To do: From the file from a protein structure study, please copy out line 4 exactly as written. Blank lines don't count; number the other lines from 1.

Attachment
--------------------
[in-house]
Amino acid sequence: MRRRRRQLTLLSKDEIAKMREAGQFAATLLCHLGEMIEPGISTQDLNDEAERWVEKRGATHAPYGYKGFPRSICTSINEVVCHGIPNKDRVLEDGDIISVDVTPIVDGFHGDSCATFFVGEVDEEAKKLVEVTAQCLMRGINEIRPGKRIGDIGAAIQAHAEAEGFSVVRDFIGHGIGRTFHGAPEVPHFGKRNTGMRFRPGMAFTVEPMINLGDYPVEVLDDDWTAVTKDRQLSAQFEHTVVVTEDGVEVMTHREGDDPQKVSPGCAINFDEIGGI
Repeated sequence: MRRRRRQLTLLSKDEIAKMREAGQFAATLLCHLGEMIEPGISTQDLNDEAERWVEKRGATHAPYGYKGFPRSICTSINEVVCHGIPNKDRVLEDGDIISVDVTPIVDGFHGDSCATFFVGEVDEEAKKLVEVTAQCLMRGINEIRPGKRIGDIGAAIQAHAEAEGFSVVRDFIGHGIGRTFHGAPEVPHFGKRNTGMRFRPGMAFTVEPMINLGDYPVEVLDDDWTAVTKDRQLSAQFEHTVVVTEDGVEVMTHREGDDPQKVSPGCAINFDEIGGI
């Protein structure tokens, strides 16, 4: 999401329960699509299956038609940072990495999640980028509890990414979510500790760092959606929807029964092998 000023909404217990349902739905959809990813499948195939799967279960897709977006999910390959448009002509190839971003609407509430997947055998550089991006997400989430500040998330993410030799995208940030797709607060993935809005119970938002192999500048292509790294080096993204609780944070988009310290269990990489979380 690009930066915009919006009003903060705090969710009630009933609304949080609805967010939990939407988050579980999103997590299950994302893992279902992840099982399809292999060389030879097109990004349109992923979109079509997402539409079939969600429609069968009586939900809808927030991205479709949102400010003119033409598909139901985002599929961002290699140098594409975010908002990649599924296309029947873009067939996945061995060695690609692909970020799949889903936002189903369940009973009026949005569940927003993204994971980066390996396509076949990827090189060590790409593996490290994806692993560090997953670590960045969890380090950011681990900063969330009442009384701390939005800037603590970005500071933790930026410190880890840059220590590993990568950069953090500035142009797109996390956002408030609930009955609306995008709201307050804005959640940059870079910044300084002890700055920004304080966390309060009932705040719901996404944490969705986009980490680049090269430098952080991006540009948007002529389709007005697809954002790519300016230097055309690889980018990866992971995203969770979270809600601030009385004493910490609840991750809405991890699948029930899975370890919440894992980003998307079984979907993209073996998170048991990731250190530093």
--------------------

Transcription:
């Protein structure tokens, strides 16, 4: 999401329960699509299956038609940072990495999640980028509890990414979510500790760092959606929807029964092998 000023909404217990349902739905959809990813499948195939799967279960897709977006999910390959448009002509190839971003609407509430997947055998550089991006997400989430500040998330993410030799995208940030797709607060993935809005119970938002192999500048292509790294080096993204609780944070988009310290269990990489979380 690009930066915009919006009003903060705090969710009630009933609304949080609805967010939990939407988050579980999103997590299950994302893992279902992840099982399809292999060389030879097109990004349109992923979109079509997402539409079939969600429609069968009586939900809808927030991205479709949102400010003119033409598909139901985002599929961002290699140098594409975010908002990649599924296309029947873009067939996945061995060695690609692909970020799949889903936002189903369940009973009026949005569940927003993204994971980066390996396509076949990827090189060590790409593996490290994806692993560090997953670590960045969890380090950011681990900063969330009442009384701390939005800037603590970005500071933790930026410190880890840059220590590993990568950069953090500035142009797109996390956002408030609930009955609306995008709201307050804005959640940059870079910044300084002890700055920004304080966390309060009932705040719901996404944490969705986009980490680049090269430098952080991006540009948007002529389709007005697809954002790519300016230097055309690889980018990866992971995203969770979270809600601030009385004493910490609840991750809405991890699948029930899975370890919440894992980003998307079984979907993209073996998170048991990731250190530093």